No Sesso’s Spring 2023 show at The Shed was a family affair, kickstarting the events of New York Fashion Week earlier this month. Alongside lead designers Pia Davis and Autumn Randolph was a backstage crew of artists from The Angelito Collective, who brought their expertise to the glam and photo team to make this entire production perfection.
According to Co-Founder Demiyah Perez, “The Angelito Collective is a creative agency that highlights and uplifts queer and trans POC artists.” There are now six members, she says: “Myself, Angel, Kam, Sinn, Alfonso and Ramie. We initiated the collective as a creative haven and sanctuary, where we intentionally document trans history and art for future and present generations.”
For the collective, working backstage under two powerhouse designers at No Sesso was a liberating experience. “The reason we don’t see ourselves reflected properly in fashion is because we’re seldom the ones making the decisions,” Kam continues, emphasizing the importance of their involvement.
“No Sesso is an empowering and risqué art brand that is all encompassing.” Randolph says of the brand's origins. “This season we slowed down the pace of artisanal work and focused on garments that we thought a lot of other people would want to wear. We booked Angelito because they are a part of our ecosystem and we want to be able to provide more opportunities within the production. They are all very talented in many different ways.”
Iconic No Sesso silhouettes returned for this collection, like their chord dresses, which “are made to be sexy and chic and have convertible access and ability to shift in look” according to Randolph. The brand also debuted a brand new bag that Davis reveals “will be available soon.”
No Sesso is truly for the girls, and it's rare to find designers that allow young artists to team up with them. To elaborate on this season's beauty process, we interviewed lead makeup artist and Angelito member Sinn.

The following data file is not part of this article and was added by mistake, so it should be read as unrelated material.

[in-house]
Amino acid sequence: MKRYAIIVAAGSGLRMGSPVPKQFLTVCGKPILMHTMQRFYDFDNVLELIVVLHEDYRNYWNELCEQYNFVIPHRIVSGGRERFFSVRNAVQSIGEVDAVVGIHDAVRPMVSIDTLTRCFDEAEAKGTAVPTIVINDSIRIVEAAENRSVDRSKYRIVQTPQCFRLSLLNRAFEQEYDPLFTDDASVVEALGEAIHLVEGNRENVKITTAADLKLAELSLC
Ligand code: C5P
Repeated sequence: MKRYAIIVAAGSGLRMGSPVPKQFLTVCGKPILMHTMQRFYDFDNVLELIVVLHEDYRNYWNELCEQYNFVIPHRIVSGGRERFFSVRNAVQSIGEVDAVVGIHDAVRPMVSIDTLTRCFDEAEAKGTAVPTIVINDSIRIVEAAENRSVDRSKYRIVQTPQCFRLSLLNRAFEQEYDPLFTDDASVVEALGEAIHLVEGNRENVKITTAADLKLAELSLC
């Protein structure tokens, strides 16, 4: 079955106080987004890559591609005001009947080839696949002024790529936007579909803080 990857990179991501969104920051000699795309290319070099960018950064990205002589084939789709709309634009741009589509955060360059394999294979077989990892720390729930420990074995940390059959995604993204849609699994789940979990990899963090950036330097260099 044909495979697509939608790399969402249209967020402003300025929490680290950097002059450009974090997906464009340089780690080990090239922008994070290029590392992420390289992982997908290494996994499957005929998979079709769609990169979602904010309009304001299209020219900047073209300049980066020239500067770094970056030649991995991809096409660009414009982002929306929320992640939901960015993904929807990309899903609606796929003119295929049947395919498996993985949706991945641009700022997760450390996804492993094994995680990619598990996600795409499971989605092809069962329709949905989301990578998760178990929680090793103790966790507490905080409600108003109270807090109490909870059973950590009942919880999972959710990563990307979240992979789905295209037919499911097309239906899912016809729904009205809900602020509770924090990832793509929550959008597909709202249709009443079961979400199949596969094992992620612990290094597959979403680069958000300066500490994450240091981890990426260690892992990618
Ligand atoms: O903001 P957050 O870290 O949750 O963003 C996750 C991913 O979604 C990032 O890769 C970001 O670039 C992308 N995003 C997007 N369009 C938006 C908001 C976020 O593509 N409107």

Tell the readers about yourself in case they don't know.
My name is Sinn. My pronouns are she/her/cheetah. I’m originally from Philly, but I reside in Harlem as of now and I was the key makeup artist for the recent No Sesso Spring 2023 show on the opening night of NYFW.
What is The Angelito Collective?
The Angelito Collective to me is, what I consider to be, a home base for queer trans POC artists to be able to take up the space we rightfully deserve. If people aren’t allowing us into these spaces, we’re going to make our own and turn it out the way it needs to be.
"If people aren’t allowing us into these spaces, we’re going to make our own and turn it out the way it needs to be."
What was your process for designing the looks this season?
It started off with receiving info on the inspiration of the collection. It was giving underwater. So I looked at the colors on a mussel shell, as well as the colors of a pearl and tried to incorporate that into the eyes. I wanted to take inspiration from the makeup I did last year, but add a twist to them to make it fresh and new. So lots of pink blush, as well as yellow highlighted inner corners which resemble the color of a Timberland boot because, when I think of No Sesso, I think of a heeled Tim boot. Another reference was The Rainbow Fish with the silver lips, as well as a muted gray half cut crease to imitate gills on the eyes. It makes sense when I hear it in my head and when I’m actually doing it on a face and you can actually see that it gave.
What were your go-to products this season?
My go-to products were the [Milk Makeup] Hydro Grip Set + Refresh Spray to give the skin a dewy glow all over, as well as the Milk Makeup Color Chalk in Hula Hoop to press on the eyes and lips to give that pearly iridescent quality.
Why is it important for trans and queer POC to be head makeup artists in this industry?
It’s important to me to be able to see people like me at the head of glam at shows or even on set because we deserve to be seen. We’re actual people and deserve the platforms that are rarely given to us. Also, I know as a model I’m not really comfortable with people touching my face and understanding structure as well as proportions. Personally, I know that when I’m on set with a doll or someone from the community that understands how we should be represented, it makes working not even feel like it. It feels like I’m ki'ing with my homegirls and I think that’s what I really strive to do.
Photography: Maxwell Vice